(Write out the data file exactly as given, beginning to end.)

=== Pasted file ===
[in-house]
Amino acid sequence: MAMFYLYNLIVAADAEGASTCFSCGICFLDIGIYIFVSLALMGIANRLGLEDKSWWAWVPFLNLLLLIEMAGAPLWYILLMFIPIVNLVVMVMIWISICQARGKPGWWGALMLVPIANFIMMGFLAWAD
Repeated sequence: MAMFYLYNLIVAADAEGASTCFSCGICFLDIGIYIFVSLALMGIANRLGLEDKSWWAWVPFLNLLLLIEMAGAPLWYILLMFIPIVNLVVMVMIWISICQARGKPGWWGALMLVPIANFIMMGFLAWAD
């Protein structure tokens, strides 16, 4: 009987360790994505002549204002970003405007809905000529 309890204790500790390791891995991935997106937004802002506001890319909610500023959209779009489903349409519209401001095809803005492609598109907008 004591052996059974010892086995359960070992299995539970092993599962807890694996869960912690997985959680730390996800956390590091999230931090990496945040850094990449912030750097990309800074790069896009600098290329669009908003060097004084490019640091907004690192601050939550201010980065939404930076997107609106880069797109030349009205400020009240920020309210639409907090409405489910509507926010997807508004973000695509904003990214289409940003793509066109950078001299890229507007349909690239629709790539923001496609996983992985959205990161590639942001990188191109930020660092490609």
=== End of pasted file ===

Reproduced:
[in-house]
Amino acid sequence: MAMFYLYNLIVAADAEGASTCFSCGICFLDIGIYIFVSLALMGIANRLGLEDKSWWAWVPFLNLLLLIEMAGAPLWYILLMFIPIVNLVVMVMIWISICQARGKPGWWGALMLVPIANFIMMGFLAWAD
Repeated sequence: MAMFYLYNLIVAADAEGASTCFSCGICFLDIGIYIFVSLALMGIANRLGLEDKSWWAWVPFLNLLLLIEMAGAPLWYILLMFIPIVNLVVMVMIWISICQARGKPGWWGALMLVPIANFIMMGFLAWAD
């Protein structure tokens, strides 16, 4: 009987360790994505002549204002970003405007809905000529 309890204790500790390791891995991935997106937004802002506001890319909610500023959209779009489903349409519209401001095809803005492609598109907008 004591052996059974010892086995359960070992299995539970092993599962807890694996869960912690997985959680730390996800956390590091999230931090990496945040850094990449912030750097990309800074790069896009600098290329669009908003060097004084490019640091907004690192601050939550201010980065939404930076997107609106880069797109030349009205400020009240920020309210639409907090409405489910509507926010997807508004973000695509904003990214289409940003793509066109950078001299890229507007349909690239629709790539923001496609996983992985959205990161590639942001990188191109930020660092490609």